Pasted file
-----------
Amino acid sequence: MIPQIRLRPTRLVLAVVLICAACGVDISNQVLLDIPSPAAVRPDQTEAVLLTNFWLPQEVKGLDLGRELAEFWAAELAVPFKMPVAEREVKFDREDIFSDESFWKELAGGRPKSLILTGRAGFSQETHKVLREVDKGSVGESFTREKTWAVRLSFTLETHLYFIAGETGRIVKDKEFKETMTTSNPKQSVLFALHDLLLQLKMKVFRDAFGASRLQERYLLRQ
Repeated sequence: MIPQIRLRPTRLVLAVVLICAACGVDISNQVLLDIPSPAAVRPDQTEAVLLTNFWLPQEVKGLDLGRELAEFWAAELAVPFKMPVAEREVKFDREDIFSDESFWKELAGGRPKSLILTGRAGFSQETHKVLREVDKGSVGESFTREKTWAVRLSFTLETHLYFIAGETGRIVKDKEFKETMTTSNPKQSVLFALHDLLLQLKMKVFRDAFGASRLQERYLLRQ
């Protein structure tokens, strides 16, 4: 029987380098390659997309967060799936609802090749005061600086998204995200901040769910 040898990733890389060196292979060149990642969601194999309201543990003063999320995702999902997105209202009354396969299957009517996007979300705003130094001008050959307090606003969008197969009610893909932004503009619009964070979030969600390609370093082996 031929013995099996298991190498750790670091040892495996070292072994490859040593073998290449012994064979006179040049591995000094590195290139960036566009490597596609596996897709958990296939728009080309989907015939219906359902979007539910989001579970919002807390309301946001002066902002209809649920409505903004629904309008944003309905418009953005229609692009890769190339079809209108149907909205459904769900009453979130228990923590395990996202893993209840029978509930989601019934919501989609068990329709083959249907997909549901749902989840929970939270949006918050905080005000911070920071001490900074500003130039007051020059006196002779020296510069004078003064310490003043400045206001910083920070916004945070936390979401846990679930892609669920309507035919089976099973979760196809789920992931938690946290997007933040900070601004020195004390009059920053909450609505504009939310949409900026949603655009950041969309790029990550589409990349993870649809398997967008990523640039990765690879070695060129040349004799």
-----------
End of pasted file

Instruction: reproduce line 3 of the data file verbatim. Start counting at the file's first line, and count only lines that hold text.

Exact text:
């Protein structure tokens, strides 16, 4: 029987380098390659997309967060799936609802090749005061600086998204995200901040769910 040898990733890389060196292979060149990642969601194999309201543990003063999320995702999902997105209202009354396969299957009517996007979300705003130094001008050959307090606003969008197969009610893909932004503009619009964070979030969600390609370093082996 031929013995099996298991190498750790670091040892495996070292072994490859040593073998290449012994064979006179040049591995000094590195290139960036566009490597596609596996897709958990296939728009080309989907015939219906359902979007539910989001579970919002807390309301946001002066902002209809649920409505903004629904309008944003309905418009953005229609692009890769190339079809209108149907909205459904769900009453979130228990923590395990996202893993209840029978509930989601019934919501989609068990329709083959249907997909549901749902989840929970939270949006918050905080005000911070920071001490900074500003130039007051020059006196002779020296510069004078003064310490003043400045206001910083920070916004945070936390979401846990679930892609669920309507035919089976099973979760196809789920992931938690946290997007933040900070601004020195004390009059920053909450609505504009939310949409900026949603655009950041969309790029990550589409990349993870649809398997967008990523640039990765690879070695060129040349004799």